3. Wildlife Endangerment

Most diseases and conditions that humans are susceptible to, animals are as well. Air pollution creates many of the same issues that humans face.

Heavily polluted areas force inhabitants to seek new homes, which can negatively impact the ecosystem.

Toxic chemicals, which we’ll discuss in the next bullet, also deposit over surfaces of water that can lead to the endangerment of marine life animals.

4. Acid Rain

When air pollution, specifically sulfur oxides and nitrogen oxides, are released into sky through fossil fuel burning, it creates the phenomenon known as acid rain.

Water, high in the atmosphere, combines with these chemicals and becomes acidic in nature. It then scatters the ground, disguised as normal rainfall.

Smog and soot

These two are the most prevalent types of air pollution. Smog, or “ground-level ozone,” as it is more wonkily called, occurs when emissions from combusting fossil fuels react with sunlight. Soot, or “particulate matter,” is made up of tiny particles of chemicals, soil, smoke, dust, or allergens, in the form of gas or solids that are carried in the air. The EPA’s “Plain English Guide to the Clean Air Act” states, “In many parts of the United States, pollution has reduced the distance and clarity of what we see by 70 percent.” The sources of smog and soot are similar. “Both come from cars and trucks, factories, power plants, incinerators, engines—anything that combusts fossil fuels such as coal, gas, or natural gas,” Walke says. The tiniest airborne particles in soot—whether they’re in the form of gas or solids—are especially dangerous because they can penetrate the lungs and bloodstream and worsen bronchitis, lead to heart attacks, and even hasten death.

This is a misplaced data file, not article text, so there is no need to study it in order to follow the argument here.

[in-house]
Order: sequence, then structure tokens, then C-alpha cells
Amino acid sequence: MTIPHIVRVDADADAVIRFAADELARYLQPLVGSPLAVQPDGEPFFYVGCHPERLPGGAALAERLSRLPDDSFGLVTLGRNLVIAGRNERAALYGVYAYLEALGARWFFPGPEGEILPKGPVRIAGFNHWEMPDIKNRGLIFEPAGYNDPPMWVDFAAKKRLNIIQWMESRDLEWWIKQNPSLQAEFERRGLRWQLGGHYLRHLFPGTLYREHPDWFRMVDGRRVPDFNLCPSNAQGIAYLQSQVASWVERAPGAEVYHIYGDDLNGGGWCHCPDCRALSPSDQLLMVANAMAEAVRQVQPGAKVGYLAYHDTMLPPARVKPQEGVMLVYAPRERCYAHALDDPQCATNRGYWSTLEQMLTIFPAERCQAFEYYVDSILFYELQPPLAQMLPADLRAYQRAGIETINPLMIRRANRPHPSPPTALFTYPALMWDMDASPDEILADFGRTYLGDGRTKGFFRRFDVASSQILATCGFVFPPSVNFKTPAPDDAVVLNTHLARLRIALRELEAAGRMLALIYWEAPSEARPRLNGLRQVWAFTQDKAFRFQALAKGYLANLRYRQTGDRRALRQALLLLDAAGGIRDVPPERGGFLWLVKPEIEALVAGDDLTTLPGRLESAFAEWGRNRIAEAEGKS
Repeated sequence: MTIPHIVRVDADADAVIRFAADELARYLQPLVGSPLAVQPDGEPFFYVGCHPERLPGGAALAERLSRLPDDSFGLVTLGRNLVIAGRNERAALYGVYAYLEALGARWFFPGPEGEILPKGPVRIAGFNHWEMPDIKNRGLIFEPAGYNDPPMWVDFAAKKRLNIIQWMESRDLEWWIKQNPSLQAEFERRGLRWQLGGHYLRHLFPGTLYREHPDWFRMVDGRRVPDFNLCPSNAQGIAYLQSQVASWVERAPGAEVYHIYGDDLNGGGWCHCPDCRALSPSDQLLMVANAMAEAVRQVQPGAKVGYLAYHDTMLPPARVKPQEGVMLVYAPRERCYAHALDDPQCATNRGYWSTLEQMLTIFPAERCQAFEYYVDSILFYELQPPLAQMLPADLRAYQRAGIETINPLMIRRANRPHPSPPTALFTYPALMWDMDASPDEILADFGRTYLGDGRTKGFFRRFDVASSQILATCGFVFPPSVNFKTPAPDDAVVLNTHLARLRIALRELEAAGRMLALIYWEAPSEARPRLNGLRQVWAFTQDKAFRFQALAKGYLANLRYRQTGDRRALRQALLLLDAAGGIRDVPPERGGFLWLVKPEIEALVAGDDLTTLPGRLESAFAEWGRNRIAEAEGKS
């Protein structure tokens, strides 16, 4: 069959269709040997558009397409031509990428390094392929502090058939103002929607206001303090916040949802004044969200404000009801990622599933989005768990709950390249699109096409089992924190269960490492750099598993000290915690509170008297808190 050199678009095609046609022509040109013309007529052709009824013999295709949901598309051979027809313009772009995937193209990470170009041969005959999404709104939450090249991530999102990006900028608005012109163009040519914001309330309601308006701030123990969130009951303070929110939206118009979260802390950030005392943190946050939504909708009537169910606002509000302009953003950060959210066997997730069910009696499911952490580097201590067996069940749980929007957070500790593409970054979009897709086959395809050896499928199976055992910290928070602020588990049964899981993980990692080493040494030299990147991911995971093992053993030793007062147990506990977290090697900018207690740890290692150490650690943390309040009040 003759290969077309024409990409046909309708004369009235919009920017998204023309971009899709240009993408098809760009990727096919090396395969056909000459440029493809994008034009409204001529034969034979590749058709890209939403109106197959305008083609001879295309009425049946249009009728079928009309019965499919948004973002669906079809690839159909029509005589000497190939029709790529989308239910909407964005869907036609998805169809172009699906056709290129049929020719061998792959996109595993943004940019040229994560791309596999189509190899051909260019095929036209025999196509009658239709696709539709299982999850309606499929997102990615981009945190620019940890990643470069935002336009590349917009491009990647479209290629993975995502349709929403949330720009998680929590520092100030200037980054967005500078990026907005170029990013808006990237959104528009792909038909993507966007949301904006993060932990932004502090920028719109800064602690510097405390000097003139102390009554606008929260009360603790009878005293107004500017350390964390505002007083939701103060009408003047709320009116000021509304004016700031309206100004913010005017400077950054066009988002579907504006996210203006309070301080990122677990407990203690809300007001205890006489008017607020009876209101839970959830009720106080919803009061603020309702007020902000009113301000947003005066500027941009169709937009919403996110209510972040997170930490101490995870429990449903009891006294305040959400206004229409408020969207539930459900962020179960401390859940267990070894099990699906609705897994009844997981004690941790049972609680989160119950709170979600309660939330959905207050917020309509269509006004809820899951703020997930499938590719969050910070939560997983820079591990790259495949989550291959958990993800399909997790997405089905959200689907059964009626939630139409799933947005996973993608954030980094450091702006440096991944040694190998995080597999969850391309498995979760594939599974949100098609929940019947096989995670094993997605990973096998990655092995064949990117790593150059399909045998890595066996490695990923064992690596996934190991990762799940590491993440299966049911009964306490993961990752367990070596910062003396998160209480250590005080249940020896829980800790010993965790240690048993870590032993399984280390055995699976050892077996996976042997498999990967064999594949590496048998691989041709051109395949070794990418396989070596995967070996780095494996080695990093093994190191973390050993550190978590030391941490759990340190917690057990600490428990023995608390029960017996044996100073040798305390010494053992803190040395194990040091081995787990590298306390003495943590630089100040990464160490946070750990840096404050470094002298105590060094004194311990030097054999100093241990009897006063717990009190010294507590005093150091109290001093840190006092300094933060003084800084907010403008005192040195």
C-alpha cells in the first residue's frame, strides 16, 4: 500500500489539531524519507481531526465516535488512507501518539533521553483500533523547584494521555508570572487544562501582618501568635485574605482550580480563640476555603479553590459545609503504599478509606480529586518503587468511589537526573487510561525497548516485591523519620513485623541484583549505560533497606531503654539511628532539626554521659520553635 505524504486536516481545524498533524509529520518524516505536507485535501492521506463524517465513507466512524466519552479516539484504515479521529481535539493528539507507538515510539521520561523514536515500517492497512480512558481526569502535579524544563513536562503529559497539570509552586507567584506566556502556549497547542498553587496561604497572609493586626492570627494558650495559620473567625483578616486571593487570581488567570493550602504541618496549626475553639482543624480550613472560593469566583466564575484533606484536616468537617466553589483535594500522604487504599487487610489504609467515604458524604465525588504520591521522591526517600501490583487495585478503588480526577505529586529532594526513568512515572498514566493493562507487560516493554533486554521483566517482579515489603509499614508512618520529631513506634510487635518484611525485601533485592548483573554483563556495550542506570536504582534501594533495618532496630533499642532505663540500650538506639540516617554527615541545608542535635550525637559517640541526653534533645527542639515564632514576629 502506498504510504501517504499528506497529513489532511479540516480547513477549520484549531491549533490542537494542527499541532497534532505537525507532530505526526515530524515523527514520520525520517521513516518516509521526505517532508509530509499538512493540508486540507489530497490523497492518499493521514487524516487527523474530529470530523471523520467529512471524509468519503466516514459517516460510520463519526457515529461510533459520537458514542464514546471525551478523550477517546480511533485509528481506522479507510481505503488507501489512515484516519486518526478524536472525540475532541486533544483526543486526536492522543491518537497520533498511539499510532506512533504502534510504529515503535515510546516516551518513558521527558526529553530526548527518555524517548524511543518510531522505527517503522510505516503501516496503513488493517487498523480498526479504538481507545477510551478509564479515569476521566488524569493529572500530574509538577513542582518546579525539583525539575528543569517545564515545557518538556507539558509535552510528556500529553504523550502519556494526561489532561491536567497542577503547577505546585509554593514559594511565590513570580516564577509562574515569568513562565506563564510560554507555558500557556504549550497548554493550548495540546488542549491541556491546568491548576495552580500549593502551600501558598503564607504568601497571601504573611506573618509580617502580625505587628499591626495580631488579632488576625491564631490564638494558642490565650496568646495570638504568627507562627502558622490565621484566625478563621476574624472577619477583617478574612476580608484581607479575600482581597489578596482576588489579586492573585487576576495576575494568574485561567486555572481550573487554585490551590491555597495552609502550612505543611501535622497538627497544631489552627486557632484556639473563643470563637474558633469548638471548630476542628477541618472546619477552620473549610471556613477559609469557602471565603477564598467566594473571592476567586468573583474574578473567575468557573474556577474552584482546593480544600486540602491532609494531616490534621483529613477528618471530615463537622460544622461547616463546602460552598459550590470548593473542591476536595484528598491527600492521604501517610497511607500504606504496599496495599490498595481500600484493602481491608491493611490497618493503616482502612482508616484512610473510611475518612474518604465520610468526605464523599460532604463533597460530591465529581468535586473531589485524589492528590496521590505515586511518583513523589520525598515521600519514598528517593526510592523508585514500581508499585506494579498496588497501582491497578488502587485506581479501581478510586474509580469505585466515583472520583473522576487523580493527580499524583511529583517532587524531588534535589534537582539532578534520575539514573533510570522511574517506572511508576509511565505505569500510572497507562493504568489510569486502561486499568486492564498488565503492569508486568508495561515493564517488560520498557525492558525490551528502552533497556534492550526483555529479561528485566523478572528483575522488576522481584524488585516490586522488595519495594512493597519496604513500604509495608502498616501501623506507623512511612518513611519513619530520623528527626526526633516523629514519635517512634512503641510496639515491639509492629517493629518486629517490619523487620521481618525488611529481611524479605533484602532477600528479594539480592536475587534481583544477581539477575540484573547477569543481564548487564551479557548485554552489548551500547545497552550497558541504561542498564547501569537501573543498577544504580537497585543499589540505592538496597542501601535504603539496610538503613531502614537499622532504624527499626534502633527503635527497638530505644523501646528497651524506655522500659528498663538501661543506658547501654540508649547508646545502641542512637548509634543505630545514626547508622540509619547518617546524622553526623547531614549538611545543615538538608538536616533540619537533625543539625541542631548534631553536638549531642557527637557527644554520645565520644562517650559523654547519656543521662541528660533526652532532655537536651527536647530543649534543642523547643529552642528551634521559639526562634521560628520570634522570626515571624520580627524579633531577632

Smog can irritate the eyes and throat and also damage the lungs—especially of people who work or exercise outside, children, and senior citizens. It’s even worse for people who have asthma or allergies—these extra pollutants only intensify their symptoms and can trigger asthma attacks.

Hazardous air pollutants

These are either deadly or have severe health risks even in small amounts. Almost 200 are regulated by law; some of the most common are mercury, lead, dioxins, and benzene. “These are also most often emitted during gas or coal combustion, incinerating, or in the case of benzene, found in gasoline,” Walke says. Benzene, classified as a carcinogen by the EPA, can cause eye, skin, and lung irritation in the short term and blood disorders in the long term. Dioxins, more typically found in food but also present in small amounts in the air, can affect the liver in the short term and harm the immune, nervous, and endocrine systems, as well as reproductive functions. Lead in large amounts can damage children’s brains and kidneys, and even in small amounts it can affect children’s IQ and ability to learn. Mercury affects the central nervous system.

How to Help Reduce Air Pollution

“The less gasoline we burn, the better we’re doing to reduce air pollution and harmful effects of climate change,” Walke says. “Make good choices about transportation. When you can, walk, ride a bike, or take public transportation. For driving, choose cars that get better miles per gallon of gas or choose an electric car.” You can also investigate your power provider options—you may be able to request that your electricity be supplied by wind or solar. Buying your food locally cuts down on the fossil fuels burned in trucking or flying food in from across the country. And perhaps most important, “Support leaders who push for clean air and water and responsible steps on climate change,” Walke says.